The problem with an attitude like this in a community that is absolutely, fundamentally reliant on itself for the creation of its content is that your platform starts to become higher and thinner the further you climb, to a point where getting toppled is remarkably easy. The less you give, the less inclined people will be to support you when you absolutely need it, and the quicker you’ll fall into obscurity at the end of it. If all you have to fall back on is:
a) a suit someone else made for you
b) art someone else draws for you
c) memes of yourself

and you give nothing back except the SHEER GIFT THAT IS YOUR VERY PRESENCE BECAUSE OMG IT’S *INSERT FURSONA HERE* SQUEE, your magical shell of saleability starts to look mighty thin.

And more importantly, when you steal memes (or art, more drastically) and take credit away from the source, you’re actively damaging the community by shitting on the little guy and taking away their fair share of a voice. I have always felt that you should be judged by your own merits, and the content you create yourself in earnest, and the way you treat others, are a big part of that. Mara Wilson is great at calling out people who steal others’ Tweets, and she is fortunate enough to be in a position where she could choose not to care entirely. But that level of understanding breeds a better, stronger community at the base of it and encourages everyone to try for their own achievements. If they’re always being overshadowed by the popular guy who steals all their quotes and memes to try and further solidify their platform, they’ll very quickly get discouraged, and may leave the community entirely.

This point is paramount: your popularity or success should never come at the sacrifice of others. Be honest, and if you support others, you’d be surprised what you would get in return.

I may begrudge my Twitter numbers by comparison to others, but damn if those I know and talk to on a regular basis aren’t some of the most supportive and encouraging people I’ve ever met. And I don’t have to keep mentioning myself and looking cute for them to talk to me, which is an absolute blessing. I feel proud to share art and creations by others; shock horror, even books that could potentially directly compete with mine! Because we’re in the same boat, ultimately. Their success becomes a gateway for mine, and vice versa. It makes sense to bring everyone up alongside you because that’s how a community becomes stronger and opens new pathways for wider success further down the line.

When all you have to sell is yourself, give nothing back, and show no support to your fellow creators, you’re not part of the community, you’re just a product. And products expire.

Major/Minor did not push any boundaries in my view. One of his major talking points and favourite self-memes is that Major/Minor is ‘clean’ furry material, i.e., no adult content, as if that was somehow a new concept. Legacy and Fracture are non-adult. Klace would have known that if he had bothered to take time to look at my book. I’m not even the only clean author/creator around, not by a long shot. And Klace will frame Tweets of his own clean-media praise with pictures of himself in underwear straddling another fursuiter, in obscenely tight underwear, or coyly tell people *giggle* “don’t search for me on this porn site, you’ll burn your eyes” as if he was some black-and-white movie harlot trying to seduce Clark Gable. It comes off as insincere and opportunistic when juxtaposed in this way.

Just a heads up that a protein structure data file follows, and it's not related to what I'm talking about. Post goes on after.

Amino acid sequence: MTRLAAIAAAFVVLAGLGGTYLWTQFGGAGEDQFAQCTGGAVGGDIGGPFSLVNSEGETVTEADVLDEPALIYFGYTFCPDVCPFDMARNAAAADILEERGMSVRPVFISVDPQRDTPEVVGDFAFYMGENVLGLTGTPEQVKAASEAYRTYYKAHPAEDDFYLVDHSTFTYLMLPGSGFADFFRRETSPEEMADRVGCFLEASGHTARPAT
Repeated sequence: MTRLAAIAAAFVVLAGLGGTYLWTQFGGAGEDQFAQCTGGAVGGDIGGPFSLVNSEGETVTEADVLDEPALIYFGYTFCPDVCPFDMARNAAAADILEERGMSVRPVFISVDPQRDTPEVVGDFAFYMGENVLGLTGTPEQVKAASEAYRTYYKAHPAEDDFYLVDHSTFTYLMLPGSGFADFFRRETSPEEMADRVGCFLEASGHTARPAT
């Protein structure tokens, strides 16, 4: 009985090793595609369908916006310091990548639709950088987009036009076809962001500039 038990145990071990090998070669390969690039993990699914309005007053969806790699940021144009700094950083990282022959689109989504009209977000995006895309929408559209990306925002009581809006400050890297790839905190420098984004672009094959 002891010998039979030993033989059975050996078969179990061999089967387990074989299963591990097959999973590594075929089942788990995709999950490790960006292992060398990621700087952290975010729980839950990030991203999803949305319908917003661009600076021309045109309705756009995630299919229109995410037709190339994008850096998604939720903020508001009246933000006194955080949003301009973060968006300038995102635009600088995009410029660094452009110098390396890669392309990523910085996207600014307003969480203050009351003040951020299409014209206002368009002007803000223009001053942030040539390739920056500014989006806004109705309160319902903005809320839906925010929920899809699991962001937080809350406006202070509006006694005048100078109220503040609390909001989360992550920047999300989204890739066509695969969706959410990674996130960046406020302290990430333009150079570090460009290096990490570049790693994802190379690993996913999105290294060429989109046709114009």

For one final demonstration of this attitude of appropriation, we’ll look at the Furry YouTubers image I posted earlier. Klace took hold of it and announced that he’d be there as well, but he altered it.


See the difference? Top right. Instead of putting himself in, say, the black space in the lower-right center, he pastes himself directly over a user called ZennieTweets. That may denote a history I’m not aware of, but regardless, it’s blatantly tactless.

Oh, and no credit to the original user who likely spent a considerable amount of time and effort to put these guys into this image in the first place: RhyeRhythm. But at this point, did you expect anything different?


Yeah. I’m going to bed.

ADDENDUM: Because I’m an anxious twerp, I want to stress this point: I believe ‘popufur’ is a state of mind or particular subset of behaviours, the idea that popularity is the end goal over success of creative content. YouTubers and fursuiters are not automatically popufurs. Any community member or creator could easily fall into these traps, and I almost did when I was trying to become a popular cosplayer. If you’re conscientious, kind, humble, and actually boost the community that supports you instead of seeing yourself as separate, above, or removed from it to take advantage of its generosity and excitability, then you’re already way out of danger.

4 thoughts on “Talk of Fame – The Problem with Furry Populism

  1. Pingback: Talk of Fame – The Problem with Furry Populism on Writesaber – Furry Times

  2. An interesting assessment of the Furry commercial culture.

    It really does seem, now that I think about it, that this sort of thing is much more prevalent in the Fandom than is the norm (sorry to hear that your incident with him hampered your own creative process, I’m currently rereading Legacy and cant wait for Ruin’s Dawn!) As someone who promotes their own creative endeavors (to rather mediocre results), it can definitely be disheartening when other peoples’ selfishness/competitiveness undermines the support that we try to cultivate, whether it’s for exposure or constructive criticism.

    • I definitely agree. It’s hard to have to keep selling yourself when you need to focus on creating the work you’re trying to share. Especially when you’re starting out, getting the energy and recognition you want and need to become successful can be dishearteningly slow. But I feel that the more you give to others, the more you get back in return, even if progress is slow. I hope people will start to recognise that building platforms by standing on others’ heads only works until those people walk away.

  3. Pingback: A Return to Furry Populism | Writesaber